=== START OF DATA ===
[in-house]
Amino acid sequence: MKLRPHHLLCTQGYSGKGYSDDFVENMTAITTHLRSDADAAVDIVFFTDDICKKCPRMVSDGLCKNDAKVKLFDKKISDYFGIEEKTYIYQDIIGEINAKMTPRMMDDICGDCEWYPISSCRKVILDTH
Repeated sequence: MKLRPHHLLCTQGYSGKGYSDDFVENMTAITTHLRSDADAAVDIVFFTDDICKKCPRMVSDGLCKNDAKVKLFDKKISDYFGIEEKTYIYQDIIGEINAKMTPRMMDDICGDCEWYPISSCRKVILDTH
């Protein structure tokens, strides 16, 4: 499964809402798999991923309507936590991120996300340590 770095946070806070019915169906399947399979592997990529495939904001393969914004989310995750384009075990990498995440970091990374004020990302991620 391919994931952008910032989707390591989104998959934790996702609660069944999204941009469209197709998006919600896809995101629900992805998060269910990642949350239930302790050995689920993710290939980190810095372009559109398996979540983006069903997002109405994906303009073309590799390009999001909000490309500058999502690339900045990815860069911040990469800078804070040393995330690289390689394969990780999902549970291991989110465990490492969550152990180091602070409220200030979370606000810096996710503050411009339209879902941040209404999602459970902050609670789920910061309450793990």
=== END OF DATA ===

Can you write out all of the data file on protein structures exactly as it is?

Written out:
[in-house]
Amino acid sequence: MKLRPHHLLCTQGYSGKGYSDDFVENMTAITTHLRSDADAAVDIVFFTDDICKKCPRMVSDGLCKNDAKVKLFDKKISDYFGIEEKTYIYQDIIGEINAKMTPRMMDDICGDCEWYPISSCRKVILDTH
Repeated sequence: MKLRPHHLLCTQGYSGKGYSDDFVENMTAITTHLRSDADAAVDIVFFTDDICKKCPRMVSDGLCKNDAKVKLFDKKISDYFGIEEKTYIYQDIIGEINAKMTPRMMDDICGDCEWYPISSCRKVILDTH
């Protein structure tokens, strides 16, 4: 499964809402798999991923309507936590991120996300340590 770095946070806070019915169906399947399979592997990529495939904001393969914004989310995750384009075990990498995440970091990374004020990302991620 391919994931952008910032989707390591989104998959934790996702609660069944999204941009469209197709998006919600896809995101629900992805998060269910990642949350239930302790050995689920993710290939980190810095372009559109398996979540983006069903997002109405994906303009073309590799390009999001909000490309500058999502690339900045990815860069911040990469800078804070040393995330690289390689394969990780999902549970291991989110465990490492969550152990180091602070409220200030979370606000810096996710503050411009339209879902941040209404999602459970902050609670789920910061309450793990």